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California to Extend Eviction Moratorium, With Rent Relief and Back Rent for Tenants

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Anti-eviction protesters stand in front of Santa Clara County Superior Court on Jan. 27, 2021, during a demonstration calling for stronger statewide eviction protections. (Beth LaBerge/KQED)

Updated 12 p.m. Saturday

California will ban evictions for unpaid rent through the end of September and pay off 100% of all past due rent for eligible tenants under a deal announced Friday by Gov. Gavin Newsom and legislative leaders.

California banned evictions after Newsom imposed the nation’s first statewide shutdown in March 2020 and ordered most businesses to close and people to stay home to slow the spread of the coronavirus.

The eviction moratorium will be the third one in the state so far. Current protections are scheduled to expire on Wednesday.

The new agreement will extend the eviction moratorium through the end of September and pledges to pay off all unpaid rent from April 2020 through Sept. 30 of this year for people who earn 80% or less of their area’s median income and have been affected by the pandemic.

No one knows exactly how many people will qualify and how much it will cost. But the state has $5.2 billion to spend on back rents, enough to provide $10,400 each to a half-million tenants, all of it coming from the federal government.

“I think that everyone is breathing a sigh of relief,” said Madeline Howard, senior attorney for the Western Center on Law and Poverty.

Newsom’s administration believes the pot of money is more than enough to pay off rental debts for everyone eligible. Another $2 billion in state money will cover people’s unpaid utility bills.

The proposal, which will be voted on in the Legislature next week, also gives tenants more time to apply for assistance after a landlord tries to evict them while also masking their credit and rental history so those debts won’t show up and prevent them from getting future housing.

People who are not eligible for the money can still qualify for the eviction ban if they pay at least 25% of what they owe by Sept 30. Since those tenants still will be behind on rent, landlords can take them to court to recover what’s left. But landlords can’t evict them for it.

"We want to make sure we're avoiding those evictions. And we also want to make sure that Californians are not saddled with this rental debt moving into the future," said Assemblymember David Chiu, D-San Francisco, who also chairs the Assembly’s housing committee.

“Our housing situation in California was a crisis before COVID, and the pandemic has only made it worse — this extension is key to making sure that more people don’t lose the safety net helping them keep their home,” said Senate President Pro Tem Toni Atkins, D-San Diego. “While our state may be emerging from the pandemic, in many ways, the lingering financial impact still weighs heavily on California families.”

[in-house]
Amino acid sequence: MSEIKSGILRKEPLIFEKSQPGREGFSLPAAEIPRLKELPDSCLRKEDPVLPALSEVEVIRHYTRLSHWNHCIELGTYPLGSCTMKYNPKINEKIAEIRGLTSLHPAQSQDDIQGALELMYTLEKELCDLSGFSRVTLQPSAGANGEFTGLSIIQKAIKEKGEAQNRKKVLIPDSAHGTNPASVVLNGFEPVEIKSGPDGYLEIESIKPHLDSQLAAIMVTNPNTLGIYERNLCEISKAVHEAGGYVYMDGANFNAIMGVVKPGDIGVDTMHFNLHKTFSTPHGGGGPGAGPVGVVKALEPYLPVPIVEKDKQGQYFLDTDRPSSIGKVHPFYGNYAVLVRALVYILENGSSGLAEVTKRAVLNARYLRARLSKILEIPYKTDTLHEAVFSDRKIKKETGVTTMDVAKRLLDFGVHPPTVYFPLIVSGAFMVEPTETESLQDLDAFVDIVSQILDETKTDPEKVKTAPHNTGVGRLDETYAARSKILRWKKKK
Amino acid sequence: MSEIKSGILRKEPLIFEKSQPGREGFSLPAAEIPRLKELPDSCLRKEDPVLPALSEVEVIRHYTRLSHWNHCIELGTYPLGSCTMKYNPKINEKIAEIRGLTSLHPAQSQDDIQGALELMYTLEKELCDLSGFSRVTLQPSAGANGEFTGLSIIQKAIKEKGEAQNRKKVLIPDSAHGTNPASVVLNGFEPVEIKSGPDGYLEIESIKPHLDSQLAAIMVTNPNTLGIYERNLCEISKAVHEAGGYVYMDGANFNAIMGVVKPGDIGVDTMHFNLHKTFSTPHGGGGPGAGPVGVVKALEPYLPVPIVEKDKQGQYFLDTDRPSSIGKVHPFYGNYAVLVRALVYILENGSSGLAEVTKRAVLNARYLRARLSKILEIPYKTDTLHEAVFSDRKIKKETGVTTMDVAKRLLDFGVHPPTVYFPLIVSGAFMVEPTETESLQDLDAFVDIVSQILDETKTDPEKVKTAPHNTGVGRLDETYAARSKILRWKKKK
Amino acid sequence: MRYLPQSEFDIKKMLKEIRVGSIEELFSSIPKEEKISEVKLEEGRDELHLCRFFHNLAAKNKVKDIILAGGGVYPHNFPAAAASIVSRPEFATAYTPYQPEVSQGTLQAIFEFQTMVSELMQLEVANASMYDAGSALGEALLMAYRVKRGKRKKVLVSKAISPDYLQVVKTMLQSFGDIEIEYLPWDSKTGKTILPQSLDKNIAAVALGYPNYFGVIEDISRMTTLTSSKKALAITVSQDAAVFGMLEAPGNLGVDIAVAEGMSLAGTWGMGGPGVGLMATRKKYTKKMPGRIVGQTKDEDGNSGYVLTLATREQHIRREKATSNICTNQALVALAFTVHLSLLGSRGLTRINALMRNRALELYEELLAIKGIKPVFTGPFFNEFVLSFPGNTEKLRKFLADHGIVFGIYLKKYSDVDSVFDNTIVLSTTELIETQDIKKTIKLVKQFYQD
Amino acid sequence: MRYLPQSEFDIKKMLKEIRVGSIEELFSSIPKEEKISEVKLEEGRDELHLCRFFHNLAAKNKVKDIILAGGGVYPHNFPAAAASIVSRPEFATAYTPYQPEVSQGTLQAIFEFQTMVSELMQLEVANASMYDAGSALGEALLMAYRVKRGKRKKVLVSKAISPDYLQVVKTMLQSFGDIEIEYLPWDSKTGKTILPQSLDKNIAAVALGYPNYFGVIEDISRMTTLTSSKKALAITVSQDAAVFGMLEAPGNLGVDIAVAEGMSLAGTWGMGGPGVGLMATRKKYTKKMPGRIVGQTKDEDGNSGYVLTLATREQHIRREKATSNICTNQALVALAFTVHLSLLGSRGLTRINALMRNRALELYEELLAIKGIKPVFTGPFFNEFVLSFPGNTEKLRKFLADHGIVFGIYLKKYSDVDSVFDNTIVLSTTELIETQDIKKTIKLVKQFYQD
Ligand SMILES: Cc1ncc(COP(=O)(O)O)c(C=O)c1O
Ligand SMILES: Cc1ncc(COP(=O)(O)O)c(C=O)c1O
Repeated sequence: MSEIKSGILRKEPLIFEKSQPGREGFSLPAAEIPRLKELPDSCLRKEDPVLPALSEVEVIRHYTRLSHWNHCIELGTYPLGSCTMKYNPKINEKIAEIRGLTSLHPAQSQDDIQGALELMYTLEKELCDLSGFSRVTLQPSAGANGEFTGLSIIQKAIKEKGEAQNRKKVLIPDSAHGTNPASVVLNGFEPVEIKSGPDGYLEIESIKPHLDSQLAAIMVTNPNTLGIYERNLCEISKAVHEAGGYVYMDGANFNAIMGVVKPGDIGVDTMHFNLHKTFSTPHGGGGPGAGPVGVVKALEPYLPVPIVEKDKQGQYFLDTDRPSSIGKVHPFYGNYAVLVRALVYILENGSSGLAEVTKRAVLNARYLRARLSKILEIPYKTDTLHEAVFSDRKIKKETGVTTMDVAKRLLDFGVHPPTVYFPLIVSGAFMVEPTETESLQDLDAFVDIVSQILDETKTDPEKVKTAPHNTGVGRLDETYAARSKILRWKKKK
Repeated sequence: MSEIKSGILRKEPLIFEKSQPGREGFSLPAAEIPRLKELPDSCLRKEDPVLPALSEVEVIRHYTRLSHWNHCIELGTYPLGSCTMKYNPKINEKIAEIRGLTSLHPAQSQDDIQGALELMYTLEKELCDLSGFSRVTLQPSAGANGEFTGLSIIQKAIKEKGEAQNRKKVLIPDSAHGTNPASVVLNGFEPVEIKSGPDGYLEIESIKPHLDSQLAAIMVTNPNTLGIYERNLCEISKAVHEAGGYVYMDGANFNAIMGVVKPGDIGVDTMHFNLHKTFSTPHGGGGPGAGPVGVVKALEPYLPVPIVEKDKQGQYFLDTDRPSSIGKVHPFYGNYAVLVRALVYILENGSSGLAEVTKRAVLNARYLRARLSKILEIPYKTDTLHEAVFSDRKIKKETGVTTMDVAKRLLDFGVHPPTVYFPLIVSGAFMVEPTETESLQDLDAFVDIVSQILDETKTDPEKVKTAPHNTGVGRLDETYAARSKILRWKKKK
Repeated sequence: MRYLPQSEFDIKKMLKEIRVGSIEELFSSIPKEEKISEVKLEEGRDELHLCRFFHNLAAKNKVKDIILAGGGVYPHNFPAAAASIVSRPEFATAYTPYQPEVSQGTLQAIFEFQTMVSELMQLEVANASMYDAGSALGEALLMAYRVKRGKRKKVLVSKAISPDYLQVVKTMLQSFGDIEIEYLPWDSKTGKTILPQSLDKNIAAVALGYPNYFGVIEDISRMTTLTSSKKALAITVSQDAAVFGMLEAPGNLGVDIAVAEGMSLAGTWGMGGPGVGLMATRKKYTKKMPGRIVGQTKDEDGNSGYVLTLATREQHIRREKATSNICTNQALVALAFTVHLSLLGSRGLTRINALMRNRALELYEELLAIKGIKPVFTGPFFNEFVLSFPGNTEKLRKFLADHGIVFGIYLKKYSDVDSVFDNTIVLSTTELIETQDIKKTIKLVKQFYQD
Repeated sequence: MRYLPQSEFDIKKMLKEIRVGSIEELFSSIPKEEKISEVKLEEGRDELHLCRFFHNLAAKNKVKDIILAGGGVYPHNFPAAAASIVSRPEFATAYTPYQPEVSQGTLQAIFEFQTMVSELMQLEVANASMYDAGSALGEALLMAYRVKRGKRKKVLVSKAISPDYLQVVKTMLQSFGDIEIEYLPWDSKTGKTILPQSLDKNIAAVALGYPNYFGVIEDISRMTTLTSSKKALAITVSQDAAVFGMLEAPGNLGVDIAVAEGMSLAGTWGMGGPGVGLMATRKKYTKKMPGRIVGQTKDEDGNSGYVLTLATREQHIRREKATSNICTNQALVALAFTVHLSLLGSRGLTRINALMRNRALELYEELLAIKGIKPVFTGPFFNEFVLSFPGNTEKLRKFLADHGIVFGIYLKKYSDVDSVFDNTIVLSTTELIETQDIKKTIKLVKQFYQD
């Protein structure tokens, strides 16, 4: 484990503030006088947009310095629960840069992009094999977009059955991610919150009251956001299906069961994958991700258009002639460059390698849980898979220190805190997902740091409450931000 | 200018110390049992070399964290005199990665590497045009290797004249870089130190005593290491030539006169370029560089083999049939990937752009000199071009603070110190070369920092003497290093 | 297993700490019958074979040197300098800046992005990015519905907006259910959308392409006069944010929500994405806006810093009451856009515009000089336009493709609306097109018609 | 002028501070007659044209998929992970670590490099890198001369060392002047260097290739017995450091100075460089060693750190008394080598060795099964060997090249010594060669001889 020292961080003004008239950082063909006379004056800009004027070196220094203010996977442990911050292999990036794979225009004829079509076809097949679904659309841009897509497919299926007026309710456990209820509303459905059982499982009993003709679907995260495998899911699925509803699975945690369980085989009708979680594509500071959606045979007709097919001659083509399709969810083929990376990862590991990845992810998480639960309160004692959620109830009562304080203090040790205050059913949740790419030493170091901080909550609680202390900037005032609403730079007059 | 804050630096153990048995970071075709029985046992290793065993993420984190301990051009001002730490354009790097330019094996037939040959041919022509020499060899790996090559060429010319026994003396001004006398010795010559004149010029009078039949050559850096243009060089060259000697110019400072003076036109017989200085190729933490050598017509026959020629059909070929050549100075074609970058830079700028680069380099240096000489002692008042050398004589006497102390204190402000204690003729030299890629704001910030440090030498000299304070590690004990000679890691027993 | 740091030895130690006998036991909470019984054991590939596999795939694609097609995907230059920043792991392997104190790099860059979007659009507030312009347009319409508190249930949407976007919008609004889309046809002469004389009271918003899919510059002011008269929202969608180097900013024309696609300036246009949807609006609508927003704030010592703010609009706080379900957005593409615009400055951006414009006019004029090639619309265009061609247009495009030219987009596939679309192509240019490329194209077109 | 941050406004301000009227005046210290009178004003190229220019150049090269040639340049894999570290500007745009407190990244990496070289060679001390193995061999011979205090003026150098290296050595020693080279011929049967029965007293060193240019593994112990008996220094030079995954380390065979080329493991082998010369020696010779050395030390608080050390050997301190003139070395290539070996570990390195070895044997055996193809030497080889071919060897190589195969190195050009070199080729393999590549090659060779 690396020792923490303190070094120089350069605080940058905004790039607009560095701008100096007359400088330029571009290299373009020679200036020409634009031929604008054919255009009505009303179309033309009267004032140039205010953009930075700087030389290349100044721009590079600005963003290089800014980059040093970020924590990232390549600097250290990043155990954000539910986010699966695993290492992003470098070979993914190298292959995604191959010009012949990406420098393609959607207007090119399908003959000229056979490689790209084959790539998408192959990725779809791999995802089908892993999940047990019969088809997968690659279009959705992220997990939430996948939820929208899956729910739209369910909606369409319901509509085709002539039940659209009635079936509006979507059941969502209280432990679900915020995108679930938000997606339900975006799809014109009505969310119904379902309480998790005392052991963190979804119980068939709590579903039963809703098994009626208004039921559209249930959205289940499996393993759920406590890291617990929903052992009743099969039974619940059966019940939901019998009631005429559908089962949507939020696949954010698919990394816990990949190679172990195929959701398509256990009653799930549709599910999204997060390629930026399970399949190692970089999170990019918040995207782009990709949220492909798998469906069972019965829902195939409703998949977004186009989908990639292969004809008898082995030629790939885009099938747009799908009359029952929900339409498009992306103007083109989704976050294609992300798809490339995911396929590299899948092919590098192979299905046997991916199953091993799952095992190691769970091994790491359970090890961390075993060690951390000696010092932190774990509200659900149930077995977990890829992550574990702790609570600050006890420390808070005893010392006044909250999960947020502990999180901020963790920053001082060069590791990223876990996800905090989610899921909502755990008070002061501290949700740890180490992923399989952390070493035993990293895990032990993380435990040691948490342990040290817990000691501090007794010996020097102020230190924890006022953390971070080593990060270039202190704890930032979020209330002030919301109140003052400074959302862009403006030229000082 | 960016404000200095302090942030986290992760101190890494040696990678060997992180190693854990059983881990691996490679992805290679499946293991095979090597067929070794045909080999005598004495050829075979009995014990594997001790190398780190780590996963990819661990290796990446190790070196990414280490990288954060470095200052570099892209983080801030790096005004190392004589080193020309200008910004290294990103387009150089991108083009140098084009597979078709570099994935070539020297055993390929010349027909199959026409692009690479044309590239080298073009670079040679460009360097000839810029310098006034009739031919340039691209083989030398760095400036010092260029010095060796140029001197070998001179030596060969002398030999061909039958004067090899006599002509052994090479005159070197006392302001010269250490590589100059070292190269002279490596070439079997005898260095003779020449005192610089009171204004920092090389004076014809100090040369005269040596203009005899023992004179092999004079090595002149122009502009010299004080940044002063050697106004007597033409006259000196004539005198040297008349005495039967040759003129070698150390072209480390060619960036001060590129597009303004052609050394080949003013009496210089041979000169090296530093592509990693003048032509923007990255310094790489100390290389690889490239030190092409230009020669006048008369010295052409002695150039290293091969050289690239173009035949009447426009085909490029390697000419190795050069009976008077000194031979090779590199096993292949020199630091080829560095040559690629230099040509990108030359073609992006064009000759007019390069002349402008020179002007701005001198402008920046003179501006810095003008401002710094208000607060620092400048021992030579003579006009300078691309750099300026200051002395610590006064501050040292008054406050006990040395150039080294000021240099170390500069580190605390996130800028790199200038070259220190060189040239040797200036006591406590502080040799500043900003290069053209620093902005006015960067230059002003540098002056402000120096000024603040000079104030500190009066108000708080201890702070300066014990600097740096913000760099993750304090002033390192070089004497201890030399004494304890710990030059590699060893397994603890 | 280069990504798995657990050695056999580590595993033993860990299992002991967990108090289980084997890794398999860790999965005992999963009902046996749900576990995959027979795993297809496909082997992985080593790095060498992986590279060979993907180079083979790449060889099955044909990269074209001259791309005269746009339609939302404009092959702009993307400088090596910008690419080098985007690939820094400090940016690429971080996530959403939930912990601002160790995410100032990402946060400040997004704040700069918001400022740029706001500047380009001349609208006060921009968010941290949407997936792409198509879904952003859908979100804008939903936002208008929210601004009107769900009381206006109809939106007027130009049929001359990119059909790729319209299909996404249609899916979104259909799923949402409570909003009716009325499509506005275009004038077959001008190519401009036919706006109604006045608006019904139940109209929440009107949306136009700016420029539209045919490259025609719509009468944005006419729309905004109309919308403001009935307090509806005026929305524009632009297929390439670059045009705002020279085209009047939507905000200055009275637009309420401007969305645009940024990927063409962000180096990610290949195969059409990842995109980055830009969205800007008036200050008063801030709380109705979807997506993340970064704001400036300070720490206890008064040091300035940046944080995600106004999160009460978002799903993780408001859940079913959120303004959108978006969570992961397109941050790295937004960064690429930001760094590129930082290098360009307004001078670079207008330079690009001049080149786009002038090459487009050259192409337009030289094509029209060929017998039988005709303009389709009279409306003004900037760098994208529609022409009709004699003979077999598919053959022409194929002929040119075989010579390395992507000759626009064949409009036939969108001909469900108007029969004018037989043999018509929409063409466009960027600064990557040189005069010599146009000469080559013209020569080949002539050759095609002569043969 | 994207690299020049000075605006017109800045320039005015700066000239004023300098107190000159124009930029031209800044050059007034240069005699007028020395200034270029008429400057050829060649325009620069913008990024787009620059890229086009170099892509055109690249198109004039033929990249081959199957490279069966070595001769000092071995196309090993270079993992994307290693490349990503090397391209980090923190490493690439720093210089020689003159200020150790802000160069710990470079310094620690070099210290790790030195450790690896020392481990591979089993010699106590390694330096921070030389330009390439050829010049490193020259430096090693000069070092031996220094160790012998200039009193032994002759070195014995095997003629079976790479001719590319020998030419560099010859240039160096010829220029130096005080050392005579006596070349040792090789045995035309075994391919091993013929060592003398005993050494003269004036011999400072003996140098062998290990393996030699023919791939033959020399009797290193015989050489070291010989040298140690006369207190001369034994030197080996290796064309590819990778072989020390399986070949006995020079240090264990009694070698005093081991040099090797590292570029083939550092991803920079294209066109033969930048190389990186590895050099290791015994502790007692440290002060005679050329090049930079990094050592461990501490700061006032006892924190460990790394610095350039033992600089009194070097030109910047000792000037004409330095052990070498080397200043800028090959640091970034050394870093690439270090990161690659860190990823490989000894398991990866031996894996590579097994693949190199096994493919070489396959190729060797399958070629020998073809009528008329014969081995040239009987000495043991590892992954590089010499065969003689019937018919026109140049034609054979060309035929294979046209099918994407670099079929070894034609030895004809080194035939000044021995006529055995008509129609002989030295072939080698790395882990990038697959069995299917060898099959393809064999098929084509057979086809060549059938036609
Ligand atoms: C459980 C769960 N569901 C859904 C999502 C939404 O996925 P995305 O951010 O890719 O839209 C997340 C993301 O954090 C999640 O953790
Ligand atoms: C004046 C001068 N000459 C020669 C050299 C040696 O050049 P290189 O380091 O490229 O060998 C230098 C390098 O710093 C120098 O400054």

To qualify, people may only earn 80% or less of their area’s median income and must have been affected by the pandemic — a nondescript requirement everyone can meet.

Newsom, who will face a recall election later this year fueled by criticism of his handling of the pandemic, said in a news release he is thankful for the legislative proposal, “which I am eager to sign into law as soon as I receive it.”

The deal needs two-thirds support from the Legislature to pass. A vote is expected on Monday.


California has some of the most expensive rent in the country and has a housing shortage. About 25% of California’s renters pay at least half of their income on housing costs, a figure that includes rent and utilities, according to the California Department of Finance.

The announcement comes as the state has struggled to spend $5.2 billion in federal rent relief. So far, the state has handed out less than 10% of the money applied for.

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The extension gives state officials more time to disburse that money. A report from the California Department of Housing and Community Development showed the state had received $490 million in requests but had paid just $32 million covering 2,500 households as of May 31. That figure does not include some of the state’s larger cities, which run their own rental assistance programs.

California Apartment Association CEO Tom Bannon said California would not have to extend the eviction moratorium if it were able to spend the money faster.

“It’s unacceptable that state and local governments have distributed less than 15% of the billions of dollars earmarked for California rental assistance,” said Bannon, whose organization represents landlords. “California has got to distribute these dollars faster so that the eviction moratorium being introduced is the last.”

KQED's Molly Solomon contributed to this report.


This story has been updated to say that people who make less than 80% of the area median income do not have to pay any portion of what they owe to be eligible for the money.

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